Right now, big cats are disappearing from our planet at an alarming rate. We to have decide now if we want to talk about lions, tigers, leopards, cougars, jaguars and cheetahs in the future in way we talk about Dinosaurs now.
As a National Geographic Kids Insider, I recently had the opportunity to speak to Wildlife Biologist, Luke Dollar, to learn more about the National Geographic Big Cats initiative and how they’re trying to change the dire situation facing big cats.
Dollar, who has over 20 years of conservation experience, says the organization evaluates the problem in each environment where big cats live and then implements a solution that is necessary to stem the loss of big cats. The most important thing is to find real solutions that really work in the areas where big cats are threatened.
The biggest step to helping big cat populations from diminishing is to teach communities with big cats how to coexist with the these wild animals. It’s important for their conservation that the initiative to be locally driven. The people in this area need to be given real solutions that are easy to implement.
For example, herders in Kenya and Tanzania are concerned about protecting their livelihood which is dependent upon their livestock. Lions like to hunt at night and if the livestock are left to graze it makes them vulnerable to attacks. One solution to this problem is to enclose the livestock in a predator proof Boma which is like a crowell or enclosure. A Boma is cheap and effective at keeping lions away from the livestock which makes herders feel less threatened by lions in the area. The mortality rate of lions in the areas where Bomas were implemented dropped by 2/3 in just the first year they were built.
Are you ready? Because it’s time to cause an Uproar!
Build a Boma Campaign
The Build a Boma Campaign is striving to stop the dramatic decline in big cat populations.
In Africa, the lion population has dropped 90% during the last 75 years. Once numbering in the hundreds of thousands, there now may be as few as 30,000 of these amazing animals and their numbers are shrinking every day. A Boma costs only $500 to build and improve and $25 a year to maintain. Good bomas are proven to decrease the killing of lions.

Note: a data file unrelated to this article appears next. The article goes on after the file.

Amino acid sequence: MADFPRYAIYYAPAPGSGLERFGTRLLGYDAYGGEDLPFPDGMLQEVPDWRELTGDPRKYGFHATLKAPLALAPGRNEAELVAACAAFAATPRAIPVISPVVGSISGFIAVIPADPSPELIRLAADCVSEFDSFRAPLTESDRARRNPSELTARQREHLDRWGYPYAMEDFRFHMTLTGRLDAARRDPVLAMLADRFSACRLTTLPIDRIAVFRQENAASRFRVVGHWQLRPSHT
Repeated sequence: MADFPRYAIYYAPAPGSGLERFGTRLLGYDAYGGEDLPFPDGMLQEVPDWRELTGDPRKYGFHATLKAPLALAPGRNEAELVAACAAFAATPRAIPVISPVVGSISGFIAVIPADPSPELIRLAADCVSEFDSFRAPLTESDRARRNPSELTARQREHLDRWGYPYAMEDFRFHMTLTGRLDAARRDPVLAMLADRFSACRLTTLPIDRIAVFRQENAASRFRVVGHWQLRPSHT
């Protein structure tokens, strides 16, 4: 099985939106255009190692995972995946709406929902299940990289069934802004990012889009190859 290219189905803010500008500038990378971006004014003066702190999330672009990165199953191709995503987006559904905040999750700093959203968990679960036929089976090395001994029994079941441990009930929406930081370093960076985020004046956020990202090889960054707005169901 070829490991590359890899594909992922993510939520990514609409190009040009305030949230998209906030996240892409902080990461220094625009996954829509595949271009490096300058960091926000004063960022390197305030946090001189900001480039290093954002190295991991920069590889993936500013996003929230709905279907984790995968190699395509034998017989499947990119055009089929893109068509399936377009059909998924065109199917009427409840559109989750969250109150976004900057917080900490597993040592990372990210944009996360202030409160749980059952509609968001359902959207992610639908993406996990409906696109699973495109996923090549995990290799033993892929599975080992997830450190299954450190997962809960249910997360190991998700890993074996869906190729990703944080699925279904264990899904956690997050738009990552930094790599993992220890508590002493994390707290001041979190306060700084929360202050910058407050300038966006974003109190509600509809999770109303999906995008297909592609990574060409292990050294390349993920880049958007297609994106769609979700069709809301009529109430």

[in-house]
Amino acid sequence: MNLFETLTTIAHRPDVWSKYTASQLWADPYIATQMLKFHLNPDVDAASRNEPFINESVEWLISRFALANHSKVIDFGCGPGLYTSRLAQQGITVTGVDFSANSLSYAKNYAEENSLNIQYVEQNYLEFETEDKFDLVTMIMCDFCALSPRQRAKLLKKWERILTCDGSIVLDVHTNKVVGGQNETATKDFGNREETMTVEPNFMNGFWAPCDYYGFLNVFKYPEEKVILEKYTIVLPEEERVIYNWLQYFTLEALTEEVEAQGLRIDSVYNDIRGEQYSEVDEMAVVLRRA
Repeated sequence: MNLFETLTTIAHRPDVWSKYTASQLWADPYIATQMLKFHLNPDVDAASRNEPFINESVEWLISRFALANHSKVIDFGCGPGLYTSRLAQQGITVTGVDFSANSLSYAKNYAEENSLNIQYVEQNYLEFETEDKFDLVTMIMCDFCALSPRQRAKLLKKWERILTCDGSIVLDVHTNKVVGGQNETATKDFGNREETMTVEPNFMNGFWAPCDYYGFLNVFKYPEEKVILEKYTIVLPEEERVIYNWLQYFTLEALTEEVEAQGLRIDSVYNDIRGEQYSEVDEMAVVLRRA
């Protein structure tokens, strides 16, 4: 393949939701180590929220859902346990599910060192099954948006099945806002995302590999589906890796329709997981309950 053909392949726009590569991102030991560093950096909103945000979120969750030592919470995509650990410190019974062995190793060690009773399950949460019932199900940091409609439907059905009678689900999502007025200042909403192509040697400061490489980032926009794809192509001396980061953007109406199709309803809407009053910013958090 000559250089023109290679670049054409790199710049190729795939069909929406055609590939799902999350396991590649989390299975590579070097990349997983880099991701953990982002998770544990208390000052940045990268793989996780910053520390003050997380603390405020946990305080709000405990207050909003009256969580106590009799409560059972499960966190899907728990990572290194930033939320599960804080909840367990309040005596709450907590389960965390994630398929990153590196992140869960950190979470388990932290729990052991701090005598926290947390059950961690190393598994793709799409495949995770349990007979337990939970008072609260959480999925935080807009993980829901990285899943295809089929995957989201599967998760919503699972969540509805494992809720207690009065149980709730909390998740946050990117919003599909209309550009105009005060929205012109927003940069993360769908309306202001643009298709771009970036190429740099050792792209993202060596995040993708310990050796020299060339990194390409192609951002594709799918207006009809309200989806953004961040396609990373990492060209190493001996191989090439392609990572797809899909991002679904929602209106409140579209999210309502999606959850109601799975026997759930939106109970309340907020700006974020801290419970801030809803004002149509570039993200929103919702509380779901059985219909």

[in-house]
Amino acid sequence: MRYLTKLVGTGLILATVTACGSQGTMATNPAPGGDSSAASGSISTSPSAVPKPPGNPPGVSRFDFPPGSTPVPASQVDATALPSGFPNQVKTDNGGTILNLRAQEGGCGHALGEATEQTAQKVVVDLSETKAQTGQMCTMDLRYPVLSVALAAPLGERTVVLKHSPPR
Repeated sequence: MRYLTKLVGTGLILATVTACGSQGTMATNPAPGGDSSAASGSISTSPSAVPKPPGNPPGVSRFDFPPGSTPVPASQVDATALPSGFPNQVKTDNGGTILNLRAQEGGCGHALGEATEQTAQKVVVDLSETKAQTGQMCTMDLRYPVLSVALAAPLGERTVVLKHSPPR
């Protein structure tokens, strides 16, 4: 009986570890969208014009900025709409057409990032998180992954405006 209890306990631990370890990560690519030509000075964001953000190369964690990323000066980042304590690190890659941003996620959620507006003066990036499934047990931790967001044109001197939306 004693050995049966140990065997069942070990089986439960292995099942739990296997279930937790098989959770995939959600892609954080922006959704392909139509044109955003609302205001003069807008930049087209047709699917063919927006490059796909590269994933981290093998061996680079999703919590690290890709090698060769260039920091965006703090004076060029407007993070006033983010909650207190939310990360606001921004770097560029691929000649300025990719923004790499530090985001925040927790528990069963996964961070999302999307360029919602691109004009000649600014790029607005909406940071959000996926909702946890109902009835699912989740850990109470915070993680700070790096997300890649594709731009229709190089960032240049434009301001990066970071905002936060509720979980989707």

Help support this project by making a donation or creating a fundraising page today. If you can’t contribute right now, share the page on Facebook and Twitter.
All donations—100%—will go toward building better bomas to protect lions, livestock, and livelihoods.
National Geographic Big Cat Week
Beginning Friday, Nov. 29, 2013, at 9 pm ET/PT, Nat Geo WILD presents the FOURTH ANNUAL BIG CAT WEEK, the network’s most-watched week for the past three years, to dramatically showcase the world’s most extraordinary big cat species.
More than a television event, Big Cat Week is an extension of the Big Cats Initiative. These shows help build awareness about the declining big cat populations around the world. When people are more aware they want to participate in conservation which builds the global impact.
Kicking off this year’s week with Nat Geo WILD is Man v. Cheetah with Tennessee Titans’ Chris Johnson — the NFL’s fastest running back — and Chicago Bears’ Devin Hester — the super-agile wide receiver and kick returner — both taking part in an extraordinary challenge to literally go one-on-one in a first-ever race with a cheetah at Busch Gardens Tampa’s Cheetah Run attraction.
Check out National Geo WILD for more shows.
Disclosure: I am part of the National Geographic Kids Insider program. I receive special perks as part of my affiliation with this group. The opinions on this blog are my own.